Unlike conventional wisdom, not only architecture, urban development or landscape design can be approached from economic analysis; it is also that economic analysis can provide a sound perspective, especially if sustainability is to be a guiding principle. This may seem paradoxical since economic development and growth, as we know them, have been blatantly unsustainable. Sustainability overall is about the permanence of processes – something is sustainable because it can be sustained throughout time. On the basis of economic theory, sustainability is a capital transfer between present and future generations. Yet, capital is far from being a mechanistic notion of man-made or physical capital; it is also social capital, human capital, and natural capital. THE BRAIN VS THE HEART Under the sway of the last four decades of economic thought, a pervasive idea is evolving: the need to redefine prosperity, to recognise that a significant number of consumption and production patterns cannot be sustained without affecting the welfare of future generations and (potentially) basic balances in the Biosphere that could threaten life itself and its diversity. The concept of quality of life suffers from an embarrassing richness of possibilities but what kind of circumstances provide good conditions under which to live? What makes a life a good one for the person who lives it? What makes life a valuable one? And should not this be relevant for architects? Despite what most people would reckon, economic analysis could provide some answers to some of these questions. It’s not just a question, though, of redefining prosperity on the basis of the absence of growth (or even the so-called ‘de-growth’); it’s also a matter of redefining growth itself, since growth has proved to be a driver for prosperity in many contexts.

To put it this way, the question is not so much whether to grow or not, but how it comes about. Growth based on inequality or environmental degradation, for instance, is notably unsound and undesirable. Yet, in many places and for many people, growth has been extraordinarily successful in ensuring prosperity and opportunity for a wide majority. Growth, prosperity, happiness are after all (perceived as) goods, from a mainstreaming perspective. If using the analogy between growth and happiness is not because one immediately leads to the other but rather because the quest for growth can sometimes prevent growth from being a source of prosperity in such a way as the search for happiness is very often a source of unhappiness.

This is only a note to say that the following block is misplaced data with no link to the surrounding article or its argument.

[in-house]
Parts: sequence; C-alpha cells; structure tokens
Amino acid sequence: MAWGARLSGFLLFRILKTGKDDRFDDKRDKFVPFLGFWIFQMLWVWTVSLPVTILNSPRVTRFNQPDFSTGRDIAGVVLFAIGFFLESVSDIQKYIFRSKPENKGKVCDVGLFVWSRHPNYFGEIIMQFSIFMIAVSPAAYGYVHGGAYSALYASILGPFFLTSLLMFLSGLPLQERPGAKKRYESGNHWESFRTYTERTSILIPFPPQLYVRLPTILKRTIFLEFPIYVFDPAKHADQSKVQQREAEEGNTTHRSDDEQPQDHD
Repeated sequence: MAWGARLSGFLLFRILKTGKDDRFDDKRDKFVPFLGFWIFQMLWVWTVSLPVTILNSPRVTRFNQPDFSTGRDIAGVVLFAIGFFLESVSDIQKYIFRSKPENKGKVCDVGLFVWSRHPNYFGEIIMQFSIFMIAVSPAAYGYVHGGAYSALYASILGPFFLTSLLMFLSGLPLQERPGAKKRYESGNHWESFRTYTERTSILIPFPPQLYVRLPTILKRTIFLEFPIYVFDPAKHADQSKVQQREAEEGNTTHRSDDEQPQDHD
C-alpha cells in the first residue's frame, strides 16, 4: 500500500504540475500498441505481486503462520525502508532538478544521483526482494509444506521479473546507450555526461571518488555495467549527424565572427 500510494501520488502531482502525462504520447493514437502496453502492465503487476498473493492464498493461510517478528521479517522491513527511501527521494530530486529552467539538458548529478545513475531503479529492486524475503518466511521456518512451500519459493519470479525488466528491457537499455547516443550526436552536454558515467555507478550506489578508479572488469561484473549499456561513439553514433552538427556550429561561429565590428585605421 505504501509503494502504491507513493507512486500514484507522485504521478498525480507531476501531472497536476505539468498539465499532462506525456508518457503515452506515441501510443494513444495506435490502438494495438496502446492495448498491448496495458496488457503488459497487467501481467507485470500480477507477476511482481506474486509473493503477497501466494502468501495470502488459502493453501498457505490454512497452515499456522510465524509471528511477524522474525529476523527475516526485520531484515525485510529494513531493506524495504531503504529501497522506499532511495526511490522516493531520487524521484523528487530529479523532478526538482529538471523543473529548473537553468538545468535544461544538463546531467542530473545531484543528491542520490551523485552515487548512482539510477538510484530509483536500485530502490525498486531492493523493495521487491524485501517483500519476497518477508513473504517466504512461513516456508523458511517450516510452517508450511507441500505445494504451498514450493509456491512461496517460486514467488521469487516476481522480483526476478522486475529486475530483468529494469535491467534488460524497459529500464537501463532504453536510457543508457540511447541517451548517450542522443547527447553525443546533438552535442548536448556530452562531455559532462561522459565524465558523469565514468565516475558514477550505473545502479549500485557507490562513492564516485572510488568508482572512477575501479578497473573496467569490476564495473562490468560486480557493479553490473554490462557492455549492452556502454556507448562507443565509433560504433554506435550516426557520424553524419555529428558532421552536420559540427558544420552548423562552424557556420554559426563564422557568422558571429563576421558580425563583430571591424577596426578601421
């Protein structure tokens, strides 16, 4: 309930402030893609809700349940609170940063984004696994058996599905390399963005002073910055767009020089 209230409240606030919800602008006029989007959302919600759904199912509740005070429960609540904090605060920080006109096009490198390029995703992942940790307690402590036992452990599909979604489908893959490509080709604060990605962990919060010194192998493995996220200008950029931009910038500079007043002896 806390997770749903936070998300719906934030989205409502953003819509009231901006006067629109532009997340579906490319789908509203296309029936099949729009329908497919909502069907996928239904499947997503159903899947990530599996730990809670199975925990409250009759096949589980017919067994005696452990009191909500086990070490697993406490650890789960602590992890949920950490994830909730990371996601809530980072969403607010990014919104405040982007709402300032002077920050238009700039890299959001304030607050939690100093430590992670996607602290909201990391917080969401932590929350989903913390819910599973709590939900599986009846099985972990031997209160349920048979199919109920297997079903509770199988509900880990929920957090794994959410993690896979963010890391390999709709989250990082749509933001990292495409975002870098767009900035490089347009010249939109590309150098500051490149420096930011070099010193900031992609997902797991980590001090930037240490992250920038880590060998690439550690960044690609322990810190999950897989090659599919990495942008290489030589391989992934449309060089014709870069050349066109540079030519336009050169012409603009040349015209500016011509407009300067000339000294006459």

Daniel Kahneman, a Nobel Prize Laureate in Economic Sciences (2002), presents our thinking process as consisting of two systems: thinking fast (unconscious, intuitive, almost effortless), and thinking slow (conscious, through deductive reasoning, and with significant effort).

We tend (want) to think the latter prevails over the former but we might be wrong. We often associate intuition with irrationality but it is not. On the other hand, the origin of much that we do wrong (as individuals or as an entire society), is also at the roots of what we do right. Critical thinking, as we have discussed at IaaC, is about solving conflicts. The great game of life, for architects or alike, may not just be about reason versus intuition. Let me pose some questions for you and feel free to comment on them.

  • It is very tempting to seduce ourselves, as architects or as anybody keen on architecture or otherwise involved in the design process that the answer to our problems lies with buildings. Do you actually believe you can separate buildings out from the infrastructure of cities and mobility of transit and the expectations and incentives of people?
  • Why do people tend to believe that what is financially profitable (for developers) is not actually equivalent to economically feasible (positive impacts on social welfare)? How would you show that this does not necessarily have to be like this (but rather the opposite)?